Designing emails for the inbox
Mike | Friday, May 26, 2006
For example, Lotus Notes may be great in some of the features it offers and corporations may really benefit from them. However it is absolutely terrible at rendering HTML email. Tables do not display correctly, especially when nested. However some email clients are starting to use the HTML rendering engines that their counterpart browsers are using. For example, Apple Mail uses the Webkit rendering engine that Apple's browser, Safari, uses. There may be small differences, but overall we know that HTML in the Mail client will look similar to what it looks like in Safari. The same could be said about Outlook and Internet Explorer to a degree.
Because of these things, designing an HTML email is not like designing an HTML file to be used on a Web site. We'll discuss some of the differences and key points below:
- Use: Maximum width of whole message: 500 - 640 pixel wide table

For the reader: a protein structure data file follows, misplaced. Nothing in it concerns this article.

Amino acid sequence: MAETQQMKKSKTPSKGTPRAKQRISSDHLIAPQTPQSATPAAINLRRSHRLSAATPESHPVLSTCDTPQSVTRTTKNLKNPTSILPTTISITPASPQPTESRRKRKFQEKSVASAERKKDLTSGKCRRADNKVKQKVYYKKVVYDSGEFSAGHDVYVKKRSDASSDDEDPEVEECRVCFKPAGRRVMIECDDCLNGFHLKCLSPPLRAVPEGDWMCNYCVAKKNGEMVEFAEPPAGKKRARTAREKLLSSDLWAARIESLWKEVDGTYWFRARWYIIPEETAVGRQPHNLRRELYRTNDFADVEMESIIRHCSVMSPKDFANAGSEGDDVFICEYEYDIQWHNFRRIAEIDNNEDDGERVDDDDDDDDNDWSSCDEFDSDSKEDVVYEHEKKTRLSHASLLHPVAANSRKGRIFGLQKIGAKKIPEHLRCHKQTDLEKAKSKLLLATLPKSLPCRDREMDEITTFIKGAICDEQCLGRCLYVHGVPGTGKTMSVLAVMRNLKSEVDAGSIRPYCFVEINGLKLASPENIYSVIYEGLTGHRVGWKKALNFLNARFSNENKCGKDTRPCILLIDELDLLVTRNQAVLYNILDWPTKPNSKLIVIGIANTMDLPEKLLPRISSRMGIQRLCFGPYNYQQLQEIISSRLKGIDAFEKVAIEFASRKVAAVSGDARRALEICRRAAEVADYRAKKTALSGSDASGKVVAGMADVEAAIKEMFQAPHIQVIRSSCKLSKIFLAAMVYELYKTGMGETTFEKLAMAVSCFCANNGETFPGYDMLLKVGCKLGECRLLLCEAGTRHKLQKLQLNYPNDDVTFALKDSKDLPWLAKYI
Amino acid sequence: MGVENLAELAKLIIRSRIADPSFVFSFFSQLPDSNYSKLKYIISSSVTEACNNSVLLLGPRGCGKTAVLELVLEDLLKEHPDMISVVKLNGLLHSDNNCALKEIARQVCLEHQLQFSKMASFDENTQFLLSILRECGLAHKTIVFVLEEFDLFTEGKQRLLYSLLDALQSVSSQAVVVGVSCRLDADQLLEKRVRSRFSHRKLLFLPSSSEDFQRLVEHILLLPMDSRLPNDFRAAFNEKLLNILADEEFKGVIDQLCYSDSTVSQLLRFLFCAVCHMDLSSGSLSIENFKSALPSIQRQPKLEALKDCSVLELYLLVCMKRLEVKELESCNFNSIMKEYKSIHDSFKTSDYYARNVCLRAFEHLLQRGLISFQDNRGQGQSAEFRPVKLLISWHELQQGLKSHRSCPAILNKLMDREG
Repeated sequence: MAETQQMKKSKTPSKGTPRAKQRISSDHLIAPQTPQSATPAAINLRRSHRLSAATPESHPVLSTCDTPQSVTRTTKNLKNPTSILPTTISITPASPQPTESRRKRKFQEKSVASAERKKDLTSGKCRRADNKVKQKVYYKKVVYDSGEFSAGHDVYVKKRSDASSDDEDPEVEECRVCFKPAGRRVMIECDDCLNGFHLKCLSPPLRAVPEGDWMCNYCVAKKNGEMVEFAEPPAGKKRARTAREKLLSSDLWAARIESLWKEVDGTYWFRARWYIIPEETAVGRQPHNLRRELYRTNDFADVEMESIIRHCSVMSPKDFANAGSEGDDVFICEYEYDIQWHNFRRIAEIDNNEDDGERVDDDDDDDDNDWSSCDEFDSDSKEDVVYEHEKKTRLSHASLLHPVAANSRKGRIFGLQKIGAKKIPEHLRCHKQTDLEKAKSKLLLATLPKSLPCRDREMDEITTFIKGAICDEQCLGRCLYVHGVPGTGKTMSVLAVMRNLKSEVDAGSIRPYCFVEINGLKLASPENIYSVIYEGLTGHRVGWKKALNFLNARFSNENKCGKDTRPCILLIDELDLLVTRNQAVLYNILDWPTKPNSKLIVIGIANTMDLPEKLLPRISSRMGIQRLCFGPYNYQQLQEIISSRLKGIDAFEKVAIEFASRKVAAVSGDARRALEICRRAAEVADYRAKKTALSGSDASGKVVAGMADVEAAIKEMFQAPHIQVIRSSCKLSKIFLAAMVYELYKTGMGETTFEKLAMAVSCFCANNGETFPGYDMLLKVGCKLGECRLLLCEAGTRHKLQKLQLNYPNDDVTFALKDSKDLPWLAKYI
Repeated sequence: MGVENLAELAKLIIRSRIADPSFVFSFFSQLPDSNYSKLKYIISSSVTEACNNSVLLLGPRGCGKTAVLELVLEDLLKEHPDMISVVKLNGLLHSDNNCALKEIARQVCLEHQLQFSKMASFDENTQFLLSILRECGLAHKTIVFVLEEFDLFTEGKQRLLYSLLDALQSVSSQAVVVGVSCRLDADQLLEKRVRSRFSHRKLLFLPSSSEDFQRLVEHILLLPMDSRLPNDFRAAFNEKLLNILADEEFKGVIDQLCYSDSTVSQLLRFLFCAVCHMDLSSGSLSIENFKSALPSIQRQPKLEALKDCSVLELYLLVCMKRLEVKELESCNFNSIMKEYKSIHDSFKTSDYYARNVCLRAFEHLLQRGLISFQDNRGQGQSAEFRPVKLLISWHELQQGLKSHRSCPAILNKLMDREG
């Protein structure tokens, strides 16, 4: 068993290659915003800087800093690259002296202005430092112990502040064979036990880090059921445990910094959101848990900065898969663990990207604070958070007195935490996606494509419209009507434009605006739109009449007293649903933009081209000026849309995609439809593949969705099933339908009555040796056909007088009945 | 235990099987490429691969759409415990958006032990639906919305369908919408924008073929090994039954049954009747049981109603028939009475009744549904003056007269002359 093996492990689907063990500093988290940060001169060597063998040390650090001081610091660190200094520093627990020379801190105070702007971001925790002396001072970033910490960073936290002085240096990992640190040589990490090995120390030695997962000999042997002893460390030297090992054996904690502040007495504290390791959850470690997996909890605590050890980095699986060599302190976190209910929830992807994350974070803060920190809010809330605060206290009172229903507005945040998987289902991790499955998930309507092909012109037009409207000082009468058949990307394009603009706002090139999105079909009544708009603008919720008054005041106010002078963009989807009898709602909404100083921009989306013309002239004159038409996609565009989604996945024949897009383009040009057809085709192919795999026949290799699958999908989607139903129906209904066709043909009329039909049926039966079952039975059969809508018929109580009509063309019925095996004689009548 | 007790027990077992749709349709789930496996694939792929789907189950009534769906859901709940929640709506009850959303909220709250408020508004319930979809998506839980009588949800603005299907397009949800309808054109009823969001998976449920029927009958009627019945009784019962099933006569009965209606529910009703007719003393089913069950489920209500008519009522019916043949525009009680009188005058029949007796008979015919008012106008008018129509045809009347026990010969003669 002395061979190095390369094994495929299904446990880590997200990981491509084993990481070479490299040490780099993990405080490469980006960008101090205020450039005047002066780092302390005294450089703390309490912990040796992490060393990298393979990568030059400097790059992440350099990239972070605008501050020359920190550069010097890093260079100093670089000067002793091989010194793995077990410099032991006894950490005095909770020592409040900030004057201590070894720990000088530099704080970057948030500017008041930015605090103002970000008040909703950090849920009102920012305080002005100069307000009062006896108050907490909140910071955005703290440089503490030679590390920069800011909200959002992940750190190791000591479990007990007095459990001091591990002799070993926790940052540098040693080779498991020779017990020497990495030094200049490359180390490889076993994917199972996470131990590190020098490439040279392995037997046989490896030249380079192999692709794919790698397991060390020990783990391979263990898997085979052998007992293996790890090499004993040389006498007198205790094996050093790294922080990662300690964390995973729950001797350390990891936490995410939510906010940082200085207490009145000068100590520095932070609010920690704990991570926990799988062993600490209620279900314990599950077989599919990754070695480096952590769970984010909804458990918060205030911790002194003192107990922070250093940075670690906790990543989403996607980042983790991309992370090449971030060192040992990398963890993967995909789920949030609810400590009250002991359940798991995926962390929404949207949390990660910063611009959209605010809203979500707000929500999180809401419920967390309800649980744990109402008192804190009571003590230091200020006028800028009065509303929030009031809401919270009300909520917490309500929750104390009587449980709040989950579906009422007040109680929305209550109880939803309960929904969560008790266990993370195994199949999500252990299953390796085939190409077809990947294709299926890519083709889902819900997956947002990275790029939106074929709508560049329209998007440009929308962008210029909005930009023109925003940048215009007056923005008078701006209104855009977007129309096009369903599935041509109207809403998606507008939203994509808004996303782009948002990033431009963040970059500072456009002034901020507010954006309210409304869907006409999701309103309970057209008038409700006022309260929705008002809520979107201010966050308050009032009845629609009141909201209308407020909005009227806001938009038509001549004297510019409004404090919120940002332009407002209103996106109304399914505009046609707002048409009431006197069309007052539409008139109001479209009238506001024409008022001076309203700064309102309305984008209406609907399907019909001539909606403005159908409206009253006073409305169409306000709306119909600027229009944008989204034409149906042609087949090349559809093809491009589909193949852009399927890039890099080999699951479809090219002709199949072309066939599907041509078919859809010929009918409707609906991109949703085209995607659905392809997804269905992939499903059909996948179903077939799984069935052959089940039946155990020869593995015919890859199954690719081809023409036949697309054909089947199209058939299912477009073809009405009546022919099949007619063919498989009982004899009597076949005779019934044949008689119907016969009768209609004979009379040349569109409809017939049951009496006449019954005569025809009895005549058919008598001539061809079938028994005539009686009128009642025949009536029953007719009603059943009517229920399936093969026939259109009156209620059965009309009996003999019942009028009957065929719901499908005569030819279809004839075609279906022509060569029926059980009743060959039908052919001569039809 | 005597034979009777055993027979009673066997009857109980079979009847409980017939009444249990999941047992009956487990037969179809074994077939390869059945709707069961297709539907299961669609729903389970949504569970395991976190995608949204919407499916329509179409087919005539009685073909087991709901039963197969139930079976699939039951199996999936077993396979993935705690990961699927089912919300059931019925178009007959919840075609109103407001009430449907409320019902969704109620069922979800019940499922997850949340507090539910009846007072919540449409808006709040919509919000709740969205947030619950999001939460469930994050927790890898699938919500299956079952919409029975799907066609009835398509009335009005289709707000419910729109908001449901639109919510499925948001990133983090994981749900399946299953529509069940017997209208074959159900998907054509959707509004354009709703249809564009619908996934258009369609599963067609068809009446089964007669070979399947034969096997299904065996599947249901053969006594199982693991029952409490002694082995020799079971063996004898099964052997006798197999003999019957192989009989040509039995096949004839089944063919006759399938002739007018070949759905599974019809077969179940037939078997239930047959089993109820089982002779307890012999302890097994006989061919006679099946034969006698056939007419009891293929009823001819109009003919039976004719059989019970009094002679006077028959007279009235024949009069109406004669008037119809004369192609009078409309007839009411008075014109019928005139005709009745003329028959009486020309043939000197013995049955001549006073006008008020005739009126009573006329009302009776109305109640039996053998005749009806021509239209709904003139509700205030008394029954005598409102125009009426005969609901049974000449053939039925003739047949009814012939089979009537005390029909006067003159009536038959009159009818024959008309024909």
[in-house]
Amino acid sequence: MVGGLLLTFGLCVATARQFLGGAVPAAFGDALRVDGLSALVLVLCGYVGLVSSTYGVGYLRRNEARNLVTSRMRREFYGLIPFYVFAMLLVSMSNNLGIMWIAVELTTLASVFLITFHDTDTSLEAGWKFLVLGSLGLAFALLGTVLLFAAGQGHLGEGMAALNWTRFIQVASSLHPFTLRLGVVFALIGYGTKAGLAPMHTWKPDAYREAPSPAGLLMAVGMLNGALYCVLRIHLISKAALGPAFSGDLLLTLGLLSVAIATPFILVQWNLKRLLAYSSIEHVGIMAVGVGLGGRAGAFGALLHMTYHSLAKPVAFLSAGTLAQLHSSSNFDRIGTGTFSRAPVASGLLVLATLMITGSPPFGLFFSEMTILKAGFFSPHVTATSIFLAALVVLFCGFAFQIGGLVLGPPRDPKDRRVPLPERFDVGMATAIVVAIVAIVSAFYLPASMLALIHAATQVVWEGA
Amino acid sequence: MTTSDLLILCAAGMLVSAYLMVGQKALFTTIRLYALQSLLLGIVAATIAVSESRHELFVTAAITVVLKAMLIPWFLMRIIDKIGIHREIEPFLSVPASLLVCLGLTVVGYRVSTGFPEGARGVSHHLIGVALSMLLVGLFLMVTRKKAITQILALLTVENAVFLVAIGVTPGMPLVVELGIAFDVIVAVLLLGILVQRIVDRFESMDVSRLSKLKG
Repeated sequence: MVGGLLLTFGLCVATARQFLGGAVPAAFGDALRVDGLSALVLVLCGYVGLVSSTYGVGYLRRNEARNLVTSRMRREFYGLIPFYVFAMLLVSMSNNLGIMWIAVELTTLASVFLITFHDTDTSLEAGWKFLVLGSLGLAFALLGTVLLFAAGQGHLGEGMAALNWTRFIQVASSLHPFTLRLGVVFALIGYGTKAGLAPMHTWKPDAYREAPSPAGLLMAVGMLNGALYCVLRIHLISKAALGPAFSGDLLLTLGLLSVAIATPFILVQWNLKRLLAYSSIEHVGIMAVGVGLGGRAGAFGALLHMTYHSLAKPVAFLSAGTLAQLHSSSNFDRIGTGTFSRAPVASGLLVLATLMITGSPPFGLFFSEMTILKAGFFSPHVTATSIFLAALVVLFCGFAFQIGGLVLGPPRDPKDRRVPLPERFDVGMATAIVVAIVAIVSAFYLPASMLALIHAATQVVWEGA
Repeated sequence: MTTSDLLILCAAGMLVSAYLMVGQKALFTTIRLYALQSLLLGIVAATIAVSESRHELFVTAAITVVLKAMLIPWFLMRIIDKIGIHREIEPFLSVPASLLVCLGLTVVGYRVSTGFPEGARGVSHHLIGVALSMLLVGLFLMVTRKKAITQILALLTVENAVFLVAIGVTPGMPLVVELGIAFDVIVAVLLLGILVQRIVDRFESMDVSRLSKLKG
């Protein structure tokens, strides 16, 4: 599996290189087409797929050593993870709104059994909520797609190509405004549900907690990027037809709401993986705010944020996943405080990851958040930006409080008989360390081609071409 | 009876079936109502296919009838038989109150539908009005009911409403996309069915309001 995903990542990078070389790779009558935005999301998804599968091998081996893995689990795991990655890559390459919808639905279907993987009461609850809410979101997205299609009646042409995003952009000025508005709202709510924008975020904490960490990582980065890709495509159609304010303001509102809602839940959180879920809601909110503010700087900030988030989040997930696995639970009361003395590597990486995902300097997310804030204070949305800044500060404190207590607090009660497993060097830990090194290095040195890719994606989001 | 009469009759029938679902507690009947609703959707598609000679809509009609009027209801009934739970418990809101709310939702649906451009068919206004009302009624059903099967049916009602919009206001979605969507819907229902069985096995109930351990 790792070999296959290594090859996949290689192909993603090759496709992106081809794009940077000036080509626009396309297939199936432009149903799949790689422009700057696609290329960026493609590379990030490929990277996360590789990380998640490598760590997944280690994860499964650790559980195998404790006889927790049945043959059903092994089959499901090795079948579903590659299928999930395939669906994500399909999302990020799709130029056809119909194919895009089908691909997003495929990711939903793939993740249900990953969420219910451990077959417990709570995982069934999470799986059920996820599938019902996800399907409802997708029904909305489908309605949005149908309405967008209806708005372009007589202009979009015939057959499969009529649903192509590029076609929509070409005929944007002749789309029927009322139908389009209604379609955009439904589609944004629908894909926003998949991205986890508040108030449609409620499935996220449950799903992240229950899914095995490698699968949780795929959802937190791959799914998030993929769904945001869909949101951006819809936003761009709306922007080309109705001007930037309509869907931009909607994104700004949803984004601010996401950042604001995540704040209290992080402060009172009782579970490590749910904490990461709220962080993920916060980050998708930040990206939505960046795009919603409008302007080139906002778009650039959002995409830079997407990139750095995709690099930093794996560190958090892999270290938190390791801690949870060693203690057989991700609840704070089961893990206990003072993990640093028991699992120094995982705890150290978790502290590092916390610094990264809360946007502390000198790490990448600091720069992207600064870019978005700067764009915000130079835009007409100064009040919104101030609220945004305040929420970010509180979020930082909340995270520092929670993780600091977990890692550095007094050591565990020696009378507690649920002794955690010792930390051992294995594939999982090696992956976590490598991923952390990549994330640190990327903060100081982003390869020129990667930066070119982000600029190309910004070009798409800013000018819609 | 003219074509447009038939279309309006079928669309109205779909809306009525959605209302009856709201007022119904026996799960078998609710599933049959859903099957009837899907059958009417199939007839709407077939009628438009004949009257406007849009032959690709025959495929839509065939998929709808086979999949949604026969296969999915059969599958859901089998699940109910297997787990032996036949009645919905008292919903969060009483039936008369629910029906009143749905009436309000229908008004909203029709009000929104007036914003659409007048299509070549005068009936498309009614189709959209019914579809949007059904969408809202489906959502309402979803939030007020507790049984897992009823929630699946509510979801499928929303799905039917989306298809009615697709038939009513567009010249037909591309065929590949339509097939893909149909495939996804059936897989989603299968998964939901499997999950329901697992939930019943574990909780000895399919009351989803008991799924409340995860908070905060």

- Use: HTML Title in heading
- Avoid: Hot red and blue colors
- Avoid: Large font sizes
- Avoid: Borders around tables
- Avoid: Background color other than white. Some email clients ignore background color. If background color must be set change it in a <table>, not the <body>
- Don't use style sheets
- Use absolute references to all web content: start with http://
- Use only standard web fonts (Arial, Verdana, Times New Roman, etc.)
- No DHTML Layers, use Tables instead
- No image maps, use complete links on images instead
- HTML should be written in HTML 3.2 and include the DOCTYPE declaration.
- Include a charset in the header.
- Keep in mind that HTML Headers get stripped when viewed in Web based email clients like GMail.